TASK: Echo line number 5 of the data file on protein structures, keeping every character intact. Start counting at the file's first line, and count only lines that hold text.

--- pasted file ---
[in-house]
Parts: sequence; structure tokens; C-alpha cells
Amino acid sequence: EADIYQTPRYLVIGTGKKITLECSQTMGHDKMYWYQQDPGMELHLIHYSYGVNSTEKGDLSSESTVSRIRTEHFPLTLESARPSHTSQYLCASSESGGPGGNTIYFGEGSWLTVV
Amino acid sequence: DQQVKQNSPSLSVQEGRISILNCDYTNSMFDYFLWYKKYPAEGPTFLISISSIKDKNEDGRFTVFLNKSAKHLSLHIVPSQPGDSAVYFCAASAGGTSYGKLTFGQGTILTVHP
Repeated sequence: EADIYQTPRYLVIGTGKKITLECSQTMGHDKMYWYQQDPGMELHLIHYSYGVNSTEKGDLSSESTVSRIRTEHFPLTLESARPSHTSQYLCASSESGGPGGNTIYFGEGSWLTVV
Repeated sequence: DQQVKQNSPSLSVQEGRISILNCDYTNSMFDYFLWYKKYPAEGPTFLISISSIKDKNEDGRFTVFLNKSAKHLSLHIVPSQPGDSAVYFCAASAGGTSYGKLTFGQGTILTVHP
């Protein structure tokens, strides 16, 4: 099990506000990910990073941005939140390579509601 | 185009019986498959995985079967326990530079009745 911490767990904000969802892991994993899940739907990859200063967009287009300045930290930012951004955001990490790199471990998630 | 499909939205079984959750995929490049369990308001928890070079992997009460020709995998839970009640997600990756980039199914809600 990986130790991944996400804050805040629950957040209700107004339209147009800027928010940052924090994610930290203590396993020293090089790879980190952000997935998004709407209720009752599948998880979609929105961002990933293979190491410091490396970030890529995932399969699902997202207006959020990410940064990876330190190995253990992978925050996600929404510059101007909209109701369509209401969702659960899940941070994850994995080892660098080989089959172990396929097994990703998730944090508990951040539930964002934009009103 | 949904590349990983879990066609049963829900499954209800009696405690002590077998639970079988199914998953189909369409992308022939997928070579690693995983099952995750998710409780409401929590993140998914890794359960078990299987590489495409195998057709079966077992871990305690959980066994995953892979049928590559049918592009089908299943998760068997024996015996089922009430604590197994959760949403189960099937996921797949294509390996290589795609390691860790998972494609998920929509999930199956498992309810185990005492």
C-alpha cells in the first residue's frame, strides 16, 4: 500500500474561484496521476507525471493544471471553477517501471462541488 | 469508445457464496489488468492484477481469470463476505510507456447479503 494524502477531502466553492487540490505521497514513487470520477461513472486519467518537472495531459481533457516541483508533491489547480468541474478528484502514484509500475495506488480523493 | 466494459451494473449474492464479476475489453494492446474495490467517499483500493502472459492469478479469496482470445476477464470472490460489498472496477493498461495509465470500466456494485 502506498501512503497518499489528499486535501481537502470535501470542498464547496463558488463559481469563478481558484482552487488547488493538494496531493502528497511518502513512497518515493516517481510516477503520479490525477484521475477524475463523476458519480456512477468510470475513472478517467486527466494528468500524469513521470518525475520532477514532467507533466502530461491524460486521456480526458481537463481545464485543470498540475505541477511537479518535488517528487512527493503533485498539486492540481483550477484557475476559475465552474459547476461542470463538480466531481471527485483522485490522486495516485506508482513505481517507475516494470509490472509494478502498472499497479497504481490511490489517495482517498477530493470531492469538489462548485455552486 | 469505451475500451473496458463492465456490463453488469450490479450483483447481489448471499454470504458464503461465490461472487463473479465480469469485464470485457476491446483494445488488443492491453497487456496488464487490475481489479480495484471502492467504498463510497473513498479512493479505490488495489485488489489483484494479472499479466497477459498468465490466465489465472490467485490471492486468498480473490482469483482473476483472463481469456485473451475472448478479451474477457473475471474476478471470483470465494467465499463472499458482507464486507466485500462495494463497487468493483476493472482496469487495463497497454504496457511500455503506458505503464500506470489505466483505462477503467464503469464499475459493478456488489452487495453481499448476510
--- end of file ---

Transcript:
Repeated sequence: EADIYQTPRYLVIGTGKKITLECSQTMGHDKMYWYQQDPGMELHLIHYSYGVNSTEKGDLSSESTVSRIRTEHFPLTLESARPSHTSQYLCASSESGGPGGNTIYFGEGSWLTVV